Hobby Lobby: Your Thoughts, Ctd

A reader quotes me:

I hope at least some liberals grasp that being required to finance something you believe to be murder is a legitimate area of conscientious objection.

Alito’s opinion said that the alternative was to let the government pay for this coverage. What’s to stop Hobby Lobby from embracing your argument and saying “Hey wait a minute! What’s the difference between us paying for this directly through the health insurance that we had been forced to buy, and now having to pay for it indirectly through taxes?” Yes, Alito said that was an exception, but how soon will it be before that is overturned? We’re talking nuclear minefield!

No we’re not. The argument against Hobby Lobby would then be quite simple: you can no more object to your taxpayers’ money going to health insurance subsidies than pacifists can with their tax dollars going to the Pentagon (a point Alito explicitly made on page 47). And look: until the ACA, there was no government subsidy for contraception. Now there is – with a few religious exemptions. It’s had to see how the change over the last few years isn’t a big victory for liberals, with a small silver lining for religious conservatives. So take a deep breath and get some perspective. Another reader also finds my argument “specious”:

At what point does religious belief trump scientific fact and understanding?  The science, with about the same level of agreement as on climate change, says that none of these forms of contraception cause fertilized eggs to fail to implant or prevents implantation.  The belief that these types of contraception are also abortifacients is based on old hypotheses that have pretty much been disproved.  Those hypotheses though lit a fire under the pro-life movement – a movement not known for really following, understanding or believing in science – and they have stuck with it. These are real women’s lives, real women’s healthcare and bodies we are talking about, being put aside over a debunked hypothesis that has been taken as gospel.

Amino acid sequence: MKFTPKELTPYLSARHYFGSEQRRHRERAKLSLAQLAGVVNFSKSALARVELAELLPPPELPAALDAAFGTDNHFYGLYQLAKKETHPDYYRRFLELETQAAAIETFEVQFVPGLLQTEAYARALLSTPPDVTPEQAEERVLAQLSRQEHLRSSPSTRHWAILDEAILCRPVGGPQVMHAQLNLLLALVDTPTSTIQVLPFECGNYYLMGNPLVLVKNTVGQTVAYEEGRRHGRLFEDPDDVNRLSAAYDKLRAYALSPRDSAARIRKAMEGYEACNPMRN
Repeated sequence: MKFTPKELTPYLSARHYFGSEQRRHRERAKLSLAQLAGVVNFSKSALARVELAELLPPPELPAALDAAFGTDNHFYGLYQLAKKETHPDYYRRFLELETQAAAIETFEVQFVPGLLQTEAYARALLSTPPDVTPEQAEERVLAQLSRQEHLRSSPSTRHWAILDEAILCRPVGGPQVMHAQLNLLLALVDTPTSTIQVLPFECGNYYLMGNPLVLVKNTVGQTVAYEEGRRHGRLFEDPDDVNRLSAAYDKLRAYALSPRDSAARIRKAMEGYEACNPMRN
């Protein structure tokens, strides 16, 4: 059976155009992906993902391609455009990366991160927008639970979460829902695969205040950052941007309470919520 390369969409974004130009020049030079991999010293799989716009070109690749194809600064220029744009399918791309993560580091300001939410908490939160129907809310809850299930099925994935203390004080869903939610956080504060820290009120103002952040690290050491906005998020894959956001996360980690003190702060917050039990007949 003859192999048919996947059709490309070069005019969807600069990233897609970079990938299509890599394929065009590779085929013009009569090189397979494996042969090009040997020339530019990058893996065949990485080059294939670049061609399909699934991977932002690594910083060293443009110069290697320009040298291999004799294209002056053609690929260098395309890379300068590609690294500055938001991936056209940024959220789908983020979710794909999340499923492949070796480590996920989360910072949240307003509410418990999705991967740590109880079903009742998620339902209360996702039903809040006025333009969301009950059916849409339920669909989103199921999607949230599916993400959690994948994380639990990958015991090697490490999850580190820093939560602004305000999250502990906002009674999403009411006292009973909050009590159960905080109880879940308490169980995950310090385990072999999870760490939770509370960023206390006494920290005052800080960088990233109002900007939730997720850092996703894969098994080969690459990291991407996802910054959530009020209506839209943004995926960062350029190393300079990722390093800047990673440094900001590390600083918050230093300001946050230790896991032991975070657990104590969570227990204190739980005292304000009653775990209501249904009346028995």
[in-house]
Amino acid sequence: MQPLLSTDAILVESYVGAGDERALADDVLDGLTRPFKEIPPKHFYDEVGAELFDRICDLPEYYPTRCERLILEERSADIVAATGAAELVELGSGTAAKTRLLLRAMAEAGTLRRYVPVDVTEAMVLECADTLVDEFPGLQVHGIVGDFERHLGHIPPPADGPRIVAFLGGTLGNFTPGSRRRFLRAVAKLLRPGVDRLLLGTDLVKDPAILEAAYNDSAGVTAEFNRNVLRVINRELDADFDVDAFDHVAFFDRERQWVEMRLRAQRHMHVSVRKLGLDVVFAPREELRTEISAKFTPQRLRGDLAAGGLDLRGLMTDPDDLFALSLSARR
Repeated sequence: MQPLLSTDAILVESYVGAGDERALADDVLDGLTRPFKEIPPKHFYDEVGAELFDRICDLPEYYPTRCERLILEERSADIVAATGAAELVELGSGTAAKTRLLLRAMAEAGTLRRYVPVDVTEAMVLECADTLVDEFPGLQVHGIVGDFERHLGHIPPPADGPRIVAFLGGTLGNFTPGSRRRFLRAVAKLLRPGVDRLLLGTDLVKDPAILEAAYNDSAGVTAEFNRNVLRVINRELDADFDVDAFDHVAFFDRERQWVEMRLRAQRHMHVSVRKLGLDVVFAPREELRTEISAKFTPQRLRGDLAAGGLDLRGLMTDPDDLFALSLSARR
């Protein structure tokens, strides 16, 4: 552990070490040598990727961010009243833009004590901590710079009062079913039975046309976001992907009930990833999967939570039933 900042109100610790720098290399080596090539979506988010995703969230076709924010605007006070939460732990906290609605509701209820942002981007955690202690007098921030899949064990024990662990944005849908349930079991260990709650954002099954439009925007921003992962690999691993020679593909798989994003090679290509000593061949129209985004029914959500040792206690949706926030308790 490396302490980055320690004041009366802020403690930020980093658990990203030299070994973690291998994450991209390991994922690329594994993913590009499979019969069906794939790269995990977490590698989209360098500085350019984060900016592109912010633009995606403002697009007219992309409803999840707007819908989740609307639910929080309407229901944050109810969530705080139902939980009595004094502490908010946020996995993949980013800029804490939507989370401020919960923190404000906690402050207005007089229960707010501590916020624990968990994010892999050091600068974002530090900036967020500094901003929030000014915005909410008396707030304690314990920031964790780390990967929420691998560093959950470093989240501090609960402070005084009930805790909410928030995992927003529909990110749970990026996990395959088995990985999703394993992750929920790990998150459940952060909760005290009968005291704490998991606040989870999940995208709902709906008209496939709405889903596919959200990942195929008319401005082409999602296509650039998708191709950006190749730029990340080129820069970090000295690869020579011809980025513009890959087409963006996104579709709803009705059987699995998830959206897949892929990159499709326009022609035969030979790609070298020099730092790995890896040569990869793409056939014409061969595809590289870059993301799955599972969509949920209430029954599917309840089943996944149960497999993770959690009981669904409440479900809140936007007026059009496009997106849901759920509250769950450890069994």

That’s a perfectly valid point, since much of the abortifacient debate centers on the precise definition of pregnancy:

The plaintiffs in Hobby Lobby define conception as the point when the sperm and egg come together to make a zygote, which is why they object to these birth control methods—they can interfere after an egg has already been fertilized. The American Congress of Obstetricians and Gynecologists, on the other hand, defines conception as the moment when a fertilized egg implants in the uterus. The Supreme Court noted in its decision that federal regulations also define conception this way—“pregnancy encompasses the period of time from implantation to delivery,” one reads.

But not everyone agrees on this definition, and the court did not weigh in on the timing of conception or what kinds of birth control may or may not be abortifacients. “It is not for the Court to say that the religious beliefs of the plaintiffs are mistaken or unreasonable,” the decision reads.

If the federal regulations have the same definition, then we’re in murky territory. For my own part, I don’t think IUDs are abortifacients. In fact, the Dish has closely examined in the past whether Plan B could cause what some consider to be abortion: “Indeed, an overwhelming number of studies in the past decade back up the reader’s point that Plan B does not prevent implantation.” Aaron Caroll addresses similar concerns over the IUD: